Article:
The camshaft and valvetrain directly determine not only an engine’s personality, but also how reliably an engine will perform throughout its service life. When it comes to camshafts, there are probably more misconceptions than there are facts. We’re here to dissolve most of the myths and get you headed in the right direction on your small-block project.
To understand how to pick a camshaft and valvetrain, we must first understand how it all works. Choosing a camshaft profile is rooted in how we want an engine to perform. Are we building a street engine where low- and midrange torque are important, or are we building a high-revving racing engine that makes peak torque in the high revs?
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A camshaft manufacturer’s catalog lists dozens of camshaft types for the same type of engine. This is where it gets mighty confusing for the first-time engine builder. We see words like lift, duration, lobe separation, base circle, lobe centerline angle, and valve overlap. What does this information mean and how will it affect your engine’s performance?
One rule we tend to forget about in engine building is you can go with a stock camshaft grind, which all of the aftermarket manufacturers have available. You can go with a dead stock camshaft, get a smooth idle and good low-end torque. Crane, for example, has a flat-tappet 289 High Performance grind available that will give your 289/302 build that genuine Hi-Po sound. There are mild and aggressive grinds available for 5.0L High Output engines, not to mention the GT-40 1993-95 5.0L Cobra V-8. The nice thing about all of it is packaging. Comp Cams and Crane, for example, offer complete camshaft and valvetrain kits that include compatible springs and cam profiles. All you have to do is order the kit and do the installation. A kit provides a no brainer solution that ensures you’ll have components that work well together.
There seems to be a greater variety of roller-tappet camshafts available out there that allow you to dial in performance. The nice thing about roller cams is the aggressiveness they offer without sacrificing idle quality and drivability. Roller cams are better because they greatly reduce internal friction and allow for more aggressive ramp speeds and lifts, without sacrificing drivability. The roller cam is clearly a better choice for these reasons.
Let’s talk more about cam selection and choices. In the old days, we had two basic choices – mechanical and hydraulic flat-tappet camshafts. We went with mechanical camshafts whenever we were going to spin the engine at high RPM. A mechanical cam gave us the precision needed for high-RPM operation, because mechanical lifters don’t pump up at high revs. We adjust the valve lash and watch what the engine does at high RPM. Mechanical lifters are nothing more than the middle man between the cam lobe and valve.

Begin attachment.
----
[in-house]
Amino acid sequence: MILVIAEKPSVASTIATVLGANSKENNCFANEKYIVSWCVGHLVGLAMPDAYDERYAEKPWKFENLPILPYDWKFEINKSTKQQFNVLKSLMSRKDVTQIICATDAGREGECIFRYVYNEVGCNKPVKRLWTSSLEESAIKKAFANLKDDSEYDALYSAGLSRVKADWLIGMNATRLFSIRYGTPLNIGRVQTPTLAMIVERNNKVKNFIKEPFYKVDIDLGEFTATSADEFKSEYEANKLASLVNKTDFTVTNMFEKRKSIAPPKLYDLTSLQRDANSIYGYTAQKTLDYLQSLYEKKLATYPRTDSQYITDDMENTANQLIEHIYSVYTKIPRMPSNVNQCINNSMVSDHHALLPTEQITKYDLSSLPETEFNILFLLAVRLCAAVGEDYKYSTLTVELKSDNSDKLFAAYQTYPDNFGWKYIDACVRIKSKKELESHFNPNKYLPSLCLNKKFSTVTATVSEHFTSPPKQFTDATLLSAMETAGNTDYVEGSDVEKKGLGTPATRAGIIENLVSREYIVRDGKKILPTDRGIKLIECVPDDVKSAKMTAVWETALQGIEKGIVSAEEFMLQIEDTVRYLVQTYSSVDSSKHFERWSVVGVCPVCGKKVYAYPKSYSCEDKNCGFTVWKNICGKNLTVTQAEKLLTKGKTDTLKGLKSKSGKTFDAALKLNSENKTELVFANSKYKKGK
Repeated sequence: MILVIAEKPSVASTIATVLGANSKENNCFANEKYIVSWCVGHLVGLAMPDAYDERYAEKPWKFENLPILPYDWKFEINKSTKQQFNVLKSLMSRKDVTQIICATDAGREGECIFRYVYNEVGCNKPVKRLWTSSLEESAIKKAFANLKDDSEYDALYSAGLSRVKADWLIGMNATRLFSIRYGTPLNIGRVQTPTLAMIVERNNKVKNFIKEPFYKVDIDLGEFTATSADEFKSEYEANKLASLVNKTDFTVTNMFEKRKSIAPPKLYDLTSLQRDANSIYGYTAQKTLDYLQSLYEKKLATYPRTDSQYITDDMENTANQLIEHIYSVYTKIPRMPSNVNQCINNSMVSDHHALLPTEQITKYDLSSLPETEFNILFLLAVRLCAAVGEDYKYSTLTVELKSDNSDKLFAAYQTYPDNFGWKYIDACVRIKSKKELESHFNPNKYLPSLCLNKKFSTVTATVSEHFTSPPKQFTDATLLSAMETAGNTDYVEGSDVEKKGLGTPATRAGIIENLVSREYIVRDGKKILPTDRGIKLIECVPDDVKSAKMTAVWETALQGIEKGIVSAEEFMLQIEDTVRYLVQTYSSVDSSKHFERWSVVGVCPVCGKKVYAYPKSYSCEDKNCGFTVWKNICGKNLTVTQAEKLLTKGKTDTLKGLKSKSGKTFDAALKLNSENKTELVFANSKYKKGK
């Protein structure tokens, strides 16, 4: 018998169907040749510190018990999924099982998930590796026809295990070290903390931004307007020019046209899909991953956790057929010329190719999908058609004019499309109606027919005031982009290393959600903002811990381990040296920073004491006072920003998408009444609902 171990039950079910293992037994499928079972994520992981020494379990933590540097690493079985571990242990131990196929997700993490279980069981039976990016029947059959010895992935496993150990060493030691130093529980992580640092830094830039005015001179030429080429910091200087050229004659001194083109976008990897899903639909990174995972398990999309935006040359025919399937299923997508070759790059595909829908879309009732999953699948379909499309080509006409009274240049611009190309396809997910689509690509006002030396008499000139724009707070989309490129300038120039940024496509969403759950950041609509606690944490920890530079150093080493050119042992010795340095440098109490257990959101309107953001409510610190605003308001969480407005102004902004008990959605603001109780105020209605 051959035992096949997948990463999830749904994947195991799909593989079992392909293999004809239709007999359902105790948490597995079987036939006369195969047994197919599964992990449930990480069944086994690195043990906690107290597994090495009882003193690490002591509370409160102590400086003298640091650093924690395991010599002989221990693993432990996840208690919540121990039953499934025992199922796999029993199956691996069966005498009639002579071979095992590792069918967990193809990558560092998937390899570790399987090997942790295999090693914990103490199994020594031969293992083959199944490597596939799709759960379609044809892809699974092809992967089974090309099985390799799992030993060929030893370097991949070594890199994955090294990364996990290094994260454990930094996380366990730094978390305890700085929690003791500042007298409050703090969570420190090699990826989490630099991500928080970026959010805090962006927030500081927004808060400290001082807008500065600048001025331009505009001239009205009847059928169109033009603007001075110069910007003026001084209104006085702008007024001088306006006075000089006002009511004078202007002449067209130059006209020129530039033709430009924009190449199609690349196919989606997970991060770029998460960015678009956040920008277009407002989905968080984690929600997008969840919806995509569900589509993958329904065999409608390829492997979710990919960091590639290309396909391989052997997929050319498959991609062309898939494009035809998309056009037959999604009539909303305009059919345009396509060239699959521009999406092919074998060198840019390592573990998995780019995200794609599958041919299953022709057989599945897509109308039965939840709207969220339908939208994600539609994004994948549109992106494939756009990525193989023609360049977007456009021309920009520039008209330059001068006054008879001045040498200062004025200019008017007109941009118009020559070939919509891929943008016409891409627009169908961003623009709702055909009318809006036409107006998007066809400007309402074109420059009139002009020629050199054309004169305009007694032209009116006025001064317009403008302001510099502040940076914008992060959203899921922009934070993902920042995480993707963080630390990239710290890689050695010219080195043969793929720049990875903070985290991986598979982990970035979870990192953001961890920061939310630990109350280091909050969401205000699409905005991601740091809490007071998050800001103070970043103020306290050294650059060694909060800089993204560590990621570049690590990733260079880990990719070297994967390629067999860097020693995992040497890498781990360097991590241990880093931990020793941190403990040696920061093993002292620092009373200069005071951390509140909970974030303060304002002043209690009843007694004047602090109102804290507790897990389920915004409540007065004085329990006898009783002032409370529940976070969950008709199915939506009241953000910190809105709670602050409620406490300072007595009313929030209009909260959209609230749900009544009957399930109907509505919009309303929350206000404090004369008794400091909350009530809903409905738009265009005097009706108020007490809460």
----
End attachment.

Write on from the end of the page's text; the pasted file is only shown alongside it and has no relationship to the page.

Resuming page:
Hydraulic lifters were conceived to take maintenance out of the equation because they automatically adjust themselves. The hydraulic lifter’s internal piston rides on a cushion of oil pressure that keeps everything snug against the pushrod, rocker arm, and valvestem. As the cam lobes and other valvetrain parts wear, the lifter takes up the slack, keeping the entire valvetrain nice and snug. Hydraulic lifters tend to “pump up” at high revs, making them undesirable for extreme racing applications.
Roller tappets are nothing new, even when they were introduced in Ford factory production engines in 1985. They reduce internal friction and give the valvetrain greater levels of precision. Roller tappets also allow us to run more aggressive cam lobe profiles that give us more power without adversely affecting drivability. Like flat tappets, roller tappets are available both in mechanical (solid) and hydraulic.
Camshafts – The Inside Dope
Always bear in mind what you’re going to have for induction, heads, and exhaust. The sharp engine builder understands that in order to work effectively, an engine must have matched components. Cam, valvetrain, heads, intake manifold, and an exhaust system must all work as a team or you’re just wasting time and money. If you’re going to use stock heads, which we expect with a stock or near-stock engine, your cam profile need not be too aggressive. Opt for a cam profile that will give you good lowand mid-range torque. Power doesn’t do you much good on the street when it happens at 6,500 rpm.